Blog Post: The Massive Hidden Safety-Net Cuts in Chairman Ryan’s Budget
A key misunderstood element of House Budget Committee Chairman Paul Ryan’s budget plan is his proposed cut in spending for “other mandatory” programs — non-discretionary programs other than Social Security, Medicare, Medicaid, and other health programs. His plan shows almost $1.9 trillion in cuts in such programs over the next ten years compared to what President Obama’s budget proposed for such programs. His plan does not provide any details about specific program cuts that would add up to that very large amount, although Chairman Ryan reportedly indicated that he would get a significant portion of the savings from not accepting various policies that the President proposed.
But any notion that you could get most of the $1.9 trillion in savings in this category simply by rejecting the President’s proposals for new spending would be mistaken. In fact, the Ryan plan proposes to cut spending for non-health mandatory programs by $1.2 trillion below the spending projected for these programs under current policies.
Moreover, you cannot achieve those savings without making very deep cuts in the crucial safety-net programs in this category, such as SNAP (formerly known as food stamps), Supplemental Security Income for the elderly and disabled poor, Temporary Assistance for Needy Families, the school lunch and other child nutrition programs, and unemployment insurance.
At today’s House Budget Committee markup, Chairman Ryan’s staff indicated that his plan assumes a $133 billion cut in SNAP over the next ten years. In a document outlining his plan — The Path to Prosperity — and in response to press questions, Chairman Ryan also suggested that cuts in farm programs and changes in federal employee retirement could contribute to the required savings (although he provided no details about the policies that he assumed or the savings they would achieve). But these two areas could likely provide only a relatively modest amount of savings. Total projected spending for farm programs over the next ten years is $165 billion. While we have long supported substantial cuts in farm programs, cutting more than a modest portion of the projected spending for those programs isn’t politically feasible. (The Bowles-Simpson commission seemed to agree; it proposed significant cuts in Social Security, Medicare, defense, and many other programs, but to cut farm programs by only $10 billion over ten years.)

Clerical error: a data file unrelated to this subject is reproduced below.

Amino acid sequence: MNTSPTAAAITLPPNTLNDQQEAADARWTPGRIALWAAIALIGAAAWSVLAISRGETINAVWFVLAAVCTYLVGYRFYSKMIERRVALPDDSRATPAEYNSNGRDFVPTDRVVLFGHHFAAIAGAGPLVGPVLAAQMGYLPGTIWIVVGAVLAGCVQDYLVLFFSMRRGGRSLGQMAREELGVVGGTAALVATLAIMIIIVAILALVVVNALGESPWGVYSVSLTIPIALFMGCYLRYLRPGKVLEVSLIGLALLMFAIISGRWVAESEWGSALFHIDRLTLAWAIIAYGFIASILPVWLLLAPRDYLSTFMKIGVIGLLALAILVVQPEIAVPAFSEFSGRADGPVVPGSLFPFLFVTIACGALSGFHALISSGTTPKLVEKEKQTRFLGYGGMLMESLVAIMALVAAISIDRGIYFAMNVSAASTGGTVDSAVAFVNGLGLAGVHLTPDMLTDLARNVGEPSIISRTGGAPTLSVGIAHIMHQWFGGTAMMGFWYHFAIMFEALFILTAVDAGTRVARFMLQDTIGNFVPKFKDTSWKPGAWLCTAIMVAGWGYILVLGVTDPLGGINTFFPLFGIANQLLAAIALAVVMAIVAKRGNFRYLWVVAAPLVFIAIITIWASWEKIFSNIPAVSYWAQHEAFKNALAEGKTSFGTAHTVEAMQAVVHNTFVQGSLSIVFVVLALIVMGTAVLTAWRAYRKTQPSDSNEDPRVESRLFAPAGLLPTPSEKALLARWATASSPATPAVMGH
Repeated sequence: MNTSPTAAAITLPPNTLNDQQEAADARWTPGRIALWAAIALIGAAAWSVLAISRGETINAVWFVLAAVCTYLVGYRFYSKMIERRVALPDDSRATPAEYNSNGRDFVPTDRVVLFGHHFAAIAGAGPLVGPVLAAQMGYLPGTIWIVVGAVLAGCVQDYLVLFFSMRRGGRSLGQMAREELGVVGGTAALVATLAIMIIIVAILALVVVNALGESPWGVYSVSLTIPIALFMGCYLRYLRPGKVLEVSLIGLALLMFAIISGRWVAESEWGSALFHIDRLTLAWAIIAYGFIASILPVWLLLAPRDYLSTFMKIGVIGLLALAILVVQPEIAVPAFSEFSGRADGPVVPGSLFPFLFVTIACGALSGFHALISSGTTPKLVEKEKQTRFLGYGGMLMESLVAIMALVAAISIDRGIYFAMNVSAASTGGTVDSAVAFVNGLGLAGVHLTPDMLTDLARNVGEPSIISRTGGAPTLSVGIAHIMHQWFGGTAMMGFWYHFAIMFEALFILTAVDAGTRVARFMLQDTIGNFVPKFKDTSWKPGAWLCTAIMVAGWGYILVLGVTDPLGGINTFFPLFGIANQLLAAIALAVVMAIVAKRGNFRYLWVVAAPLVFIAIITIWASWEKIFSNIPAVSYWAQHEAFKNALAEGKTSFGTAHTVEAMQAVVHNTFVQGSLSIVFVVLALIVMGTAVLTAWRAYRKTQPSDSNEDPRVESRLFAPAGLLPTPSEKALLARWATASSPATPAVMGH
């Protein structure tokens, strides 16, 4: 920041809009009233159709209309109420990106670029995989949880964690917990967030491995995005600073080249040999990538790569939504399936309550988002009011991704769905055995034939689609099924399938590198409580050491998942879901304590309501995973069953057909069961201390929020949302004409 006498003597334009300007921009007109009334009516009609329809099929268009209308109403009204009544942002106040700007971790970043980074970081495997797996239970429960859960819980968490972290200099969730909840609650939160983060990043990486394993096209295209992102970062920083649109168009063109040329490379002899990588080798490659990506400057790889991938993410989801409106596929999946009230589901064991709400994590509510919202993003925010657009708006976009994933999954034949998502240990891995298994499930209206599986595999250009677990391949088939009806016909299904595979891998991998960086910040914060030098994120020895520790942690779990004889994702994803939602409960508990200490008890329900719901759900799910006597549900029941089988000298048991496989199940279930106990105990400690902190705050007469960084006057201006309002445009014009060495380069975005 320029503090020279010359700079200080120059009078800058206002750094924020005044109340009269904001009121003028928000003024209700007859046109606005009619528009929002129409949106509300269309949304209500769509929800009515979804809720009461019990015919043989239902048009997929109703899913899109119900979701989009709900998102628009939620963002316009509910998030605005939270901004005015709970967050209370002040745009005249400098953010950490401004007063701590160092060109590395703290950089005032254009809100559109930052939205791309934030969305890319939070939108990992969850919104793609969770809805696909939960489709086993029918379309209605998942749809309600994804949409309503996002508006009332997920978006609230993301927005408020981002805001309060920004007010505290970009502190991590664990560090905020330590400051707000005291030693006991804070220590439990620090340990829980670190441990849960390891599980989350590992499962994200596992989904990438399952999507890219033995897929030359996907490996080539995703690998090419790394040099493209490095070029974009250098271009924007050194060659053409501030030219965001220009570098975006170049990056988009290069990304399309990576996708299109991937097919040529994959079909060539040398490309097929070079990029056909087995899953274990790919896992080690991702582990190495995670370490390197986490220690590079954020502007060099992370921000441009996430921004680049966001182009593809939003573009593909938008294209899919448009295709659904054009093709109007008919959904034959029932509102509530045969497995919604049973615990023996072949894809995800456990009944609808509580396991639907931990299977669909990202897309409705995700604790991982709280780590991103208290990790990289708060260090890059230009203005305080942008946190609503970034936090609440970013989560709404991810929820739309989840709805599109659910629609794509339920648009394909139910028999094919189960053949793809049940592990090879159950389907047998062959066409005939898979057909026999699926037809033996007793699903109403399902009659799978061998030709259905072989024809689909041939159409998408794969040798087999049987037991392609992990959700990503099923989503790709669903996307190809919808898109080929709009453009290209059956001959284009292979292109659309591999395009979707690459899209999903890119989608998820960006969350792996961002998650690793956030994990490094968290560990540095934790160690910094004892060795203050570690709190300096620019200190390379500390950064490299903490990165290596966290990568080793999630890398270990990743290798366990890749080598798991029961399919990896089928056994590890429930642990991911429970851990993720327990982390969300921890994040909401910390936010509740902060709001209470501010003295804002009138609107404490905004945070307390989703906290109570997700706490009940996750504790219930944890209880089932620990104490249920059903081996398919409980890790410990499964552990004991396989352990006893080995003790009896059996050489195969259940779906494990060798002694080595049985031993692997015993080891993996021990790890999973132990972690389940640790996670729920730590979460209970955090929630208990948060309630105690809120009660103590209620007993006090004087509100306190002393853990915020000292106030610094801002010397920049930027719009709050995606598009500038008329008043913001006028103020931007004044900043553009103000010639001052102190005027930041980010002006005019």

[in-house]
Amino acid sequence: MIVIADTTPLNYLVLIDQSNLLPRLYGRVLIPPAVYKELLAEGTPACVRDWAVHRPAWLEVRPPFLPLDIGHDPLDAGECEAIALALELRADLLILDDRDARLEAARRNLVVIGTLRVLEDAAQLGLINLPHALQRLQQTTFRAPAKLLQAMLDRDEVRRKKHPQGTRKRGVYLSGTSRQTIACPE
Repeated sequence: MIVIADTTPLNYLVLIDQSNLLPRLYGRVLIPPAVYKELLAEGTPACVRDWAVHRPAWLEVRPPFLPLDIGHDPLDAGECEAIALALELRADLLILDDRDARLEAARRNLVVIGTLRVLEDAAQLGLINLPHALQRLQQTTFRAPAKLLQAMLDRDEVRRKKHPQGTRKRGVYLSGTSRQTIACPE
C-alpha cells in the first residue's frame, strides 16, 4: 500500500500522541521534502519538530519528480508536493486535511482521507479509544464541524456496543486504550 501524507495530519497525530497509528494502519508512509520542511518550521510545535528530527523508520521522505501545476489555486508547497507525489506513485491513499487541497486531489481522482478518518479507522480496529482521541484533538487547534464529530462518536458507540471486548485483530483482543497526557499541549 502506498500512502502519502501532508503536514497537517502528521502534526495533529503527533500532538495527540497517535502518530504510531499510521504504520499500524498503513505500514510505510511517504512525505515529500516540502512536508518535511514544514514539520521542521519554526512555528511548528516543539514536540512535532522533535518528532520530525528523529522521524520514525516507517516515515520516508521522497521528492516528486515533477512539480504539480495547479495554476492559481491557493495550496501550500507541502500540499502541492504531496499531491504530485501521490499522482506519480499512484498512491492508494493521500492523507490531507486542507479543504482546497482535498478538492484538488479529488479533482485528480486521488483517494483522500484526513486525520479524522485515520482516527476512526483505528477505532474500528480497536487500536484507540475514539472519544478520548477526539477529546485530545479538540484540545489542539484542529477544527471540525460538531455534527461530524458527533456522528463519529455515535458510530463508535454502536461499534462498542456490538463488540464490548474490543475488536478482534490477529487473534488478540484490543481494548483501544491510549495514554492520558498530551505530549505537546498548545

The federal employee retirement program is more politically vulnerable — Bowles-Simpson recommended $93 billion in savings from changes in federal civilian and military retirement (most of which would come in the form of an increase in revenues, although Bowles-Simpson displayed the savings as a cut in mandatory spending, which Chairman Ryan presumably is assuming as well). Assuming about $100 billion in savings from federal retirement programs, $133 billion in savings from SNAP, and $50 billion in savings from farm programs (five times what was acceptable to Bowles-Simpson commission members), an additional $900 billion in savings under the Ryan plan would have to come from non-health mandatory programs.
Of the $900 billion, a very small amount could come from increases in fees or asset sales, but the bulk would have to come from the safety-net programs that represent most of the remaining spending in this category. Put simply, there is no way to generate the required savings without extremely severe cuts in these programs, on which the most vulnerable Americans depend. Cutting these programs sharply would be an appalling idea — particularly while the wealthiest Americans would get big tax cuts — but House passage of a budget that requires these cuts without a full and honest debate about them, and without leveling with policymakers and the public about what cuts the Ryan budget envisions in these programs, would be a real travesty.